The true essence of democracy is Jan Bhagidari. Together we will solve all the issues that are affecting the nation. This will be done through Jan Bhagidari.” – Prime Minister Narendra Modi.
This was the statement delivered by the Indian Prime Minister in one of the conferences that was held in India. After the Modi government took over the charge from the UPA government, improved digital connectivity and enhanced participation by citizens have become a clear priority. The revolution began with the initiative of Digital India, a campaign aimed at increasing the digital infrastructure of India. Several advancements and projects were then initiated under this campaign.
Policy making is an art that normally constitutes more than one discipline and its practitioners. It often involves the policymakers, political leaders, legislators, bureaucrats, think-tanks, NGOs, student groups etc. But in India, unlike in other nations, citizens are often ignored in this art of policymaking. Since the time of Independence, citizens have largely been overlooked as a part of the policymaking process, as a result of which India has witnessed some of the major policy failures in prominent sectors like public health, education, water and power. It is therefore extremely important to incorporate civic viewpoint while formulating the policy.
The crucial challenge that arises here is how to collect and represent this civic viewpoint? Innovation and technology is the answer to it. As the world is rapidly developing, the use of the internet and digital forums to connect with the government is the need of the hour. A robust IT system or framework is also an essential requirement for the same. One of the best examples of civic engagement can be traced to California, USA. In 2016 where a group of citizens created a panel and worked on a number of civic centered issues. They collected lots of feedbacks through digital mode, public hearing and written documents. As a result of which they created a document highlighting major issues of that particular constituency along with the possible recommendations to overcome such issues. It was so well drafted that political leaders were forced to change their election manifestos according to the document drafted by the panel and the panel was created into a permanent commission. Thus, it resulted in an inclusive policy formulation process.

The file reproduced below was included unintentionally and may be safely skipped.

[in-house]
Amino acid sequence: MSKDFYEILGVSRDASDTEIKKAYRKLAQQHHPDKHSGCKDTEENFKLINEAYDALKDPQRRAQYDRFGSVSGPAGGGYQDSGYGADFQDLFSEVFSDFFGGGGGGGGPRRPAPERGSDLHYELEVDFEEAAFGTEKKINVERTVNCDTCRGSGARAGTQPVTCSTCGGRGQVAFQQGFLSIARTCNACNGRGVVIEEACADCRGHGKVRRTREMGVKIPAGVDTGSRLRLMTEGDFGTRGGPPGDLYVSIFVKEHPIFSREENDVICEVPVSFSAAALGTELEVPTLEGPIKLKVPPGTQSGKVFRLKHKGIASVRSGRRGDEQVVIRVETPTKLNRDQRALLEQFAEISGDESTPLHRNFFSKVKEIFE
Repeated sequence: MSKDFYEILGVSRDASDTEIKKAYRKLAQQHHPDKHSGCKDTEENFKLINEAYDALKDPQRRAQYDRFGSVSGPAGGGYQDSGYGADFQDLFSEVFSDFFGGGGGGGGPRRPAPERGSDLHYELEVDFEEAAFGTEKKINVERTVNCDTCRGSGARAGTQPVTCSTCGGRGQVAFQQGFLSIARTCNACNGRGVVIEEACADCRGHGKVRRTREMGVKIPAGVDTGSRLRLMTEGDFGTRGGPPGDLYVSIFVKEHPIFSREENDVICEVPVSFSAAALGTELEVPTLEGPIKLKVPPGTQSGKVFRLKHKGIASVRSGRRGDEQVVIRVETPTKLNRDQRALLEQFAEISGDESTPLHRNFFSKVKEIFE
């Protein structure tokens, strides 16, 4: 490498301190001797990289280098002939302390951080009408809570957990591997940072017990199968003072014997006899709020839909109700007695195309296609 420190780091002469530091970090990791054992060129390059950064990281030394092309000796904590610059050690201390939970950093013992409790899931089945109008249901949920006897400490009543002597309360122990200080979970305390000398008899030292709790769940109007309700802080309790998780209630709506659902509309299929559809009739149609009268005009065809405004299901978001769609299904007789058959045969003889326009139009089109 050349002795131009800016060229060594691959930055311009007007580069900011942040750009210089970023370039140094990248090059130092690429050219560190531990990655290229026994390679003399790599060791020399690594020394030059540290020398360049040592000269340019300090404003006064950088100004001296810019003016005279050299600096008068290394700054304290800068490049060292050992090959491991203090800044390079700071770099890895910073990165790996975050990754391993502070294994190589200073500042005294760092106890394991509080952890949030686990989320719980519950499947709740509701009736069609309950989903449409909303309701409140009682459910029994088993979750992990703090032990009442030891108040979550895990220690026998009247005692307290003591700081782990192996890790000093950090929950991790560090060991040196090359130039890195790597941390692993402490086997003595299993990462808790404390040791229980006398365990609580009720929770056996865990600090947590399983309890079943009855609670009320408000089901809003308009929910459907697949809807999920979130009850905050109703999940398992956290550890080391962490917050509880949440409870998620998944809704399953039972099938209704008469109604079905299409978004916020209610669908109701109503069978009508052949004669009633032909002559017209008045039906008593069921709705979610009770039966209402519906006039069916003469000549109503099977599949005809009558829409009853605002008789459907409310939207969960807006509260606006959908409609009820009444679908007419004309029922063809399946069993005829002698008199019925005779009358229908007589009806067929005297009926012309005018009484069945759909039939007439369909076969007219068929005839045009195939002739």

Some examples can be seen in India too. The noticeable one is the ongoing Swachh Survekshan or the cleanliness survey. It has a specific percentage or weightage for citizen engagement in the process of cleaning and waste management. A large number of people are participating in the process by downloading mobile-based apps and interacting with government on the sidelines of Twitter and Facebook. It has resulted in an enormous amount of generation of data as well as improved communication between the citizens and government. Twitter accounts of Indian Railways and Ministry of External Affairs, where thousands of complaints are being handled on a daily basis, is another example falling under the ambit of digital connectivity and citizen engagement.
As long as citizens are being consulted on basic policy matters results will always be positive and balanced for the government and its agencies. The aim of good governance can only be achieved if a proper system for citizen engagement is created and maintained. The future of our nation depends a lot on the sustainability and scalability of current models on digital connectivity and citizen engagement.
(Author is the Lead – Public Policy and Communications. He tweets at Writer_Rishabh)